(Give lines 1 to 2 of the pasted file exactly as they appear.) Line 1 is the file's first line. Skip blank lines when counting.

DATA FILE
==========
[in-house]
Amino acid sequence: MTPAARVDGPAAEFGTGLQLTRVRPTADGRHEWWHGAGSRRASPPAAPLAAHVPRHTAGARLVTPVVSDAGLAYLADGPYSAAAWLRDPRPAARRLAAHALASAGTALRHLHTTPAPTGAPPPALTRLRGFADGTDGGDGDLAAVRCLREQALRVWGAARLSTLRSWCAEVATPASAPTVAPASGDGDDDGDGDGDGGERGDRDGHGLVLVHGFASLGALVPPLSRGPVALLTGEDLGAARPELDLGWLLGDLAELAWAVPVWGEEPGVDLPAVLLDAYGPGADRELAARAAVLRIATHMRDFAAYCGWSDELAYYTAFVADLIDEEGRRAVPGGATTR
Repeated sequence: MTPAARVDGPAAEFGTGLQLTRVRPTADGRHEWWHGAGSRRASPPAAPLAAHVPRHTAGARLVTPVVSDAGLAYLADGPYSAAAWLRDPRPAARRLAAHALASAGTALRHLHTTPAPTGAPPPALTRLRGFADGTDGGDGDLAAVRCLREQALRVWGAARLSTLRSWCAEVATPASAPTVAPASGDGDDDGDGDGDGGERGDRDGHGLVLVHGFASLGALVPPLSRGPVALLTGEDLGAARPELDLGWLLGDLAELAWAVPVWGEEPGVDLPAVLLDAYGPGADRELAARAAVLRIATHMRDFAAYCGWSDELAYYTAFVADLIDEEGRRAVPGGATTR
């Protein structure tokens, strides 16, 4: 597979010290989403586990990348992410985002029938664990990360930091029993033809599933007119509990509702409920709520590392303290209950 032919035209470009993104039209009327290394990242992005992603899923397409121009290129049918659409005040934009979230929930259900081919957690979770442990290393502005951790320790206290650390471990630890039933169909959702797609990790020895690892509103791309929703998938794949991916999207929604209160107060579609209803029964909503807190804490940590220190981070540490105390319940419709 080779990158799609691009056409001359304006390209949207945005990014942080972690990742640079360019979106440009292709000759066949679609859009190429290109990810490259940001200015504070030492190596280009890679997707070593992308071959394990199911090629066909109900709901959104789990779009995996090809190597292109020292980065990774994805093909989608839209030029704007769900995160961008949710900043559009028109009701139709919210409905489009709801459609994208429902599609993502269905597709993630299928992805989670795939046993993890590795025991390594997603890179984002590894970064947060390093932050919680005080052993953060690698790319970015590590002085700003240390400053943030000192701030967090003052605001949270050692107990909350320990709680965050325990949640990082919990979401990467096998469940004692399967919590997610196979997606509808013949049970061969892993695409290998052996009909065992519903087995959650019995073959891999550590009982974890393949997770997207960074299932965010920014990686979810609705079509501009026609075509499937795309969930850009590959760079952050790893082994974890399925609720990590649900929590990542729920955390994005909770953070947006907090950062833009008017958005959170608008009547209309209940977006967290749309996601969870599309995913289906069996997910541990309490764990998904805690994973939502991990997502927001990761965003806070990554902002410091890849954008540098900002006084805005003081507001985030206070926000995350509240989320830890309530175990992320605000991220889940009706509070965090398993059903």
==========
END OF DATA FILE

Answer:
[in-house]
Amino acid sequence: MTPAARVDGPAAEFGTGLQLTRVRPTADGRHEWWHGAGSRRASPPAAPLAAHVPRHTAGARLVTPVVSDAGLAYLADGPYSAAAWLRDPRPAARRLAAHALASAGTALRHLHTTPAPTGAPPPALTRLRGFADGTDGGDGDLAAVRCLREQALRVWGAARLSTLRSWCAEVATPASAPTVAPASGDGDDDGDGDGDGGERGDRDGHGLVLVHGFASLGALVPPLSRGPVALLTGEDLGAARPELDLGWLLGDLAELAWAVPVWGEEPGVDLPAVLLDAYGPGADRELAARAAVLRIATHMRDFAAYCGWSDELAYYTAFVADLIDEEGRRAVPGGATTR